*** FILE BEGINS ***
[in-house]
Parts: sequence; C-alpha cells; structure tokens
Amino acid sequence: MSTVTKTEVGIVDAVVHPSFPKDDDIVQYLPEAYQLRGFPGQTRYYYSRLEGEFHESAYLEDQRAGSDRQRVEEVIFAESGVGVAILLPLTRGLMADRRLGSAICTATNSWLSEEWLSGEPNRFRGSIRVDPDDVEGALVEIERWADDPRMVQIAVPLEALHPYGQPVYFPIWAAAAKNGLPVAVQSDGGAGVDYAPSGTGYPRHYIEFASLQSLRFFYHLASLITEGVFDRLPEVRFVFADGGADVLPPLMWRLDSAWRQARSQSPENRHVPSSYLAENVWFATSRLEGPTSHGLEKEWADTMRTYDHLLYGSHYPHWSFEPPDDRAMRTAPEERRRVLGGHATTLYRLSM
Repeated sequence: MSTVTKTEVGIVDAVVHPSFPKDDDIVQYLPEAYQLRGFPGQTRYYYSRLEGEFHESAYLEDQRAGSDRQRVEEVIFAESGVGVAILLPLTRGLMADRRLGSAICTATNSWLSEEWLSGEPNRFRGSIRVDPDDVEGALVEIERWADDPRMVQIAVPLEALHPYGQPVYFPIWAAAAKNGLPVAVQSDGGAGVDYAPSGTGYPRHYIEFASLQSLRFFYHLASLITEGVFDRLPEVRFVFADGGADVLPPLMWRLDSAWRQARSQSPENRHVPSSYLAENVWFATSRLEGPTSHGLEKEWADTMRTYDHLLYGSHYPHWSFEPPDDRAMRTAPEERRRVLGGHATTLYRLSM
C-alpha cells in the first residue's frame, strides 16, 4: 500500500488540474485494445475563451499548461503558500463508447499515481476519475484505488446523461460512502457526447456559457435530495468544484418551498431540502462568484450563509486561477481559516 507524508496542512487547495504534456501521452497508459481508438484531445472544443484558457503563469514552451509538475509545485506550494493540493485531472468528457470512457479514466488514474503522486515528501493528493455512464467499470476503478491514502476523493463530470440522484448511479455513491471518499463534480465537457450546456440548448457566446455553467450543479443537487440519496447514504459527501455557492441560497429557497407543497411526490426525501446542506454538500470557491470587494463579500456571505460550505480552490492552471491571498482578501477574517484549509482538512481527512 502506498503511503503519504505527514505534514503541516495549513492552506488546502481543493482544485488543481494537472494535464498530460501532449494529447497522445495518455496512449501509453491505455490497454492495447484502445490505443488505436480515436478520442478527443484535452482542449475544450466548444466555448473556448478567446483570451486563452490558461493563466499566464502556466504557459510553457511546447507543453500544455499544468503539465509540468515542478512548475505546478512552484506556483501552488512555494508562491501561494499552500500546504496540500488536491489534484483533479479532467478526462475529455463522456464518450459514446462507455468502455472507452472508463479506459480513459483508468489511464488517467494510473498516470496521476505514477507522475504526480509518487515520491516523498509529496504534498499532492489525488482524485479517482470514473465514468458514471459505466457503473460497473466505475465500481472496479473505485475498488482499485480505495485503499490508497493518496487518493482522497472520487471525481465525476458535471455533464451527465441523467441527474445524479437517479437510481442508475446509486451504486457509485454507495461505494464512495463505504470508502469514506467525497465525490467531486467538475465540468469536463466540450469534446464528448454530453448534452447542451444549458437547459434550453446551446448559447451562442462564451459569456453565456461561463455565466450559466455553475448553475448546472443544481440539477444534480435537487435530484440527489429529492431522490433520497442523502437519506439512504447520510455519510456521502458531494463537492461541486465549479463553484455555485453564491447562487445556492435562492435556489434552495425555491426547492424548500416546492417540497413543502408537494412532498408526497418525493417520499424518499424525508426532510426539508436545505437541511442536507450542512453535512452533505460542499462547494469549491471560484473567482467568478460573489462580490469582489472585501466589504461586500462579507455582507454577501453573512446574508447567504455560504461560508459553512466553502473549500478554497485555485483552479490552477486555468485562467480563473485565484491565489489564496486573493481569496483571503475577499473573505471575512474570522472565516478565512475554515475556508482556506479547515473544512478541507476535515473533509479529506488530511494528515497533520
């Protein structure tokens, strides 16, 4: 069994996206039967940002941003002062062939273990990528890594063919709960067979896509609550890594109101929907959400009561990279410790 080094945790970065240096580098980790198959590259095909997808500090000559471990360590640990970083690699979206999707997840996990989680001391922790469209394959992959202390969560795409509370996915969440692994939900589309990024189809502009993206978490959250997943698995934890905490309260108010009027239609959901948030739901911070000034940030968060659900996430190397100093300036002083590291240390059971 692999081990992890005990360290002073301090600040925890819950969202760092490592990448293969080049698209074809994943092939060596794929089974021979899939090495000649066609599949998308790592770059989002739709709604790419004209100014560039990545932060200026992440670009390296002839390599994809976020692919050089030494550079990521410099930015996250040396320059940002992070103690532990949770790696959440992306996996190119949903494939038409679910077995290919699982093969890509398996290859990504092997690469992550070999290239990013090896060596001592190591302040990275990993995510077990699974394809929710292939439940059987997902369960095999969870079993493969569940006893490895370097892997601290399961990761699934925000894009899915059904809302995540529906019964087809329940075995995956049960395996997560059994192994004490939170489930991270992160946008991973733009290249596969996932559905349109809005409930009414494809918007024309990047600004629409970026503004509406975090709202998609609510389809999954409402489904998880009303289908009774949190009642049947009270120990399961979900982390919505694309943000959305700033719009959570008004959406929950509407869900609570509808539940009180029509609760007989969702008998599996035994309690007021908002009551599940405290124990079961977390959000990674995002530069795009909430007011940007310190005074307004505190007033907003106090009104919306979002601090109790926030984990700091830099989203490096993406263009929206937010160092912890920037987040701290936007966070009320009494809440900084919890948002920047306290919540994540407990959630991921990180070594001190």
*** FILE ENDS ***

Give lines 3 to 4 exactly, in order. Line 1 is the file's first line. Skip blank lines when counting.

Amino acid sequence: MSTVTKTEVGIVDAVVHPSFPKDDDIVQYLPEAYQLRGFPGQTRYYYSRLEGEFHESAYLEDQRAGSDRQRVEEVIFAESGVGVAILLPLTRGLMADRRLGSAICTATNSWLSEEWLSGEPNRFRGSIRVDPDDVEGALVEIERWADDPRMVQIAVPLEALHPYGQPVYFPIWAAAAKNGLPVAVQSDGGAGVDYAPSGTGYPRHYIEFASLQSLRFFYHLASLITEGVFDRLPEVRFVFADGGADVLPPLMWRLDSAWRQARSQSPENRHVPSSYLAENVWFATSRLEGPTSHGLEKEWADTMRTYDHLLYGSHYPHWSFEPPDDRAMRTAPEERRRVLGGHATTLYRLSM
Repeated sequence: MSTVTKTEVGIVDAVVHPSFPKDDDIVQYLPEAYQLRGFPGQTRYYYSRLEGEFHESAYLEDQRAGSDRQRVEEVIFAESGVGVAILLPLTRGLMADRRLGSAICTATNSWLSEEWLSGEPNRFRGSIRVDPDDVEGALVEIERWADDPRMVQIAVPLEALHPYGQPVYFPIWAAAAKNGLPVAVQSDGGAGVDYAPSGTGYPRHYIEFASLQSLRFFYHLASLITEGVFDRLPEVRFVFADGGADVLPPLMWRLDSAWRQARSQSPENRHVPSSYLAENVWFATSRLEGPTSHGLEKEWADTMRTYDHLLYGSHYPHWSFEPPDDRAMRTAPEERRRVLGGHATTLYRLSM